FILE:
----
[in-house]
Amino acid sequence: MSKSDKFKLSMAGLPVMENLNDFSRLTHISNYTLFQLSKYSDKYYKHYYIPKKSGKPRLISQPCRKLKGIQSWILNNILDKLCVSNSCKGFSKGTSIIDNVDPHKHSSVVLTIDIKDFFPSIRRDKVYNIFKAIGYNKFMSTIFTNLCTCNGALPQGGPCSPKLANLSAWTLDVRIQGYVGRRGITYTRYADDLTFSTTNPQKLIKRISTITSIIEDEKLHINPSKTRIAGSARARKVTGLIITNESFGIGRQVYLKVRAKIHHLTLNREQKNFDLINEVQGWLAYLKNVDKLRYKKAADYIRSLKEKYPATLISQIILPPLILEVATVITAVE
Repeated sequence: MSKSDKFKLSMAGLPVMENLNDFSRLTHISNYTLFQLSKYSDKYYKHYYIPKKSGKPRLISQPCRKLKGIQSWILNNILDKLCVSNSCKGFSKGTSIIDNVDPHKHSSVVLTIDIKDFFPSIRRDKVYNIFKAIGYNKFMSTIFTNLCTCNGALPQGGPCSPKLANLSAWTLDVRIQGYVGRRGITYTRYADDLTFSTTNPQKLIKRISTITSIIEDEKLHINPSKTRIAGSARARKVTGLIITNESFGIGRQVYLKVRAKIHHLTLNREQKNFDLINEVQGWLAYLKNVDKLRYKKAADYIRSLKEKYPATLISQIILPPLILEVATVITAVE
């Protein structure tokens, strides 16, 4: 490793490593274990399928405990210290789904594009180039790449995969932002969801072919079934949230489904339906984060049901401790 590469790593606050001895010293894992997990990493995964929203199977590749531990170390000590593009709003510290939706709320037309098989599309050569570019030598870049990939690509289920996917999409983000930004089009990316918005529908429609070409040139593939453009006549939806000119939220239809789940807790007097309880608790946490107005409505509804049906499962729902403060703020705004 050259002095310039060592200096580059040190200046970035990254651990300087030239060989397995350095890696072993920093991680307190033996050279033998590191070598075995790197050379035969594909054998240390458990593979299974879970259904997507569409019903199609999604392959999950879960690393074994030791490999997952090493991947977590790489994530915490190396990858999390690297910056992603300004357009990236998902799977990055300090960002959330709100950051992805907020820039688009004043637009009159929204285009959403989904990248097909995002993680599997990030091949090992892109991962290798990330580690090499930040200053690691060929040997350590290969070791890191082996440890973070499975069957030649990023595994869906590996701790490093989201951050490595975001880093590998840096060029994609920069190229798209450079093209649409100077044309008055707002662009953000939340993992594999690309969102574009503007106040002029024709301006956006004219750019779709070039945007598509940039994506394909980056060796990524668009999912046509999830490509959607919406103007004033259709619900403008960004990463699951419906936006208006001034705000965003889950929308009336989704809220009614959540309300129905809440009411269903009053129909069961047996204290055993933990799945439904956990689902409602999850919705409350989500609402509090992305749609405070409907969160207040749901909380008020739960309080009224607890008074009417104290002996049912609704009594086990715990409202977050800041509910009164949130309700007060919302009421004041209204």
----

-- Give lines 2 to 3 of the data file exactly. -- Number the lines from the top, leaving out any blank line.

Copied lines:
Amino acid sequence: MSKSDKFKLSMAGLPVMENLNDFSRLTHISNYTLFQLSKYSDKYYKHYYIPKKSGKPRLISQPCRKLKGIQSWILNNILDKLCVSNSCKGFSKGTSIIDNVDPHKHSSVVLTIDIKDFFPSIRRDKVYNIFKAIGYNKFMSTIFTNLCTCNGALPQGGPCSPKLANLSAWTLDVRIQGYVGRRGITYTRYADDLTFSTTNPQKLIKRISTITSIIEDEKLHINPSKTRIAGSARARKVTGLIITNESFGIGRQVYLKVRAKIHHLTLNREQKNFDLINEVQGWLAYLKNVDKLRYKKAADYIRSLKEKYPATLISQIILPPLILEVATVITAVE
Repeated sequence: MSKSDKFKLSMAGLPVMENLNDFSRLTHISNYTLFQLSKYSDKYYKHYYIPKKSGKPRLISQPCRKLKGIQSWILNNILDKLCVSNSCKGFSKGTSIIDNVDPHKHSSVVLTIDIKDFFPSIRRDKVYNIFKAIGYNKFMSTIFTNLCTCNGALPQGGPCSPKLANLSAWTLDVRIQGYVGRRGITYTRYADDLTFSTTNPQKLIKRISTITSIIEDEKLHINPSKTRIAGSARARKVTGLIITNESFGIGRQVYLKVRAKIHHLTLNREQKNFDLINEVQGWLAYLKNVDKLRYKKAADYIRSLKEKYPATLISQIILPPLILEVATVITAVE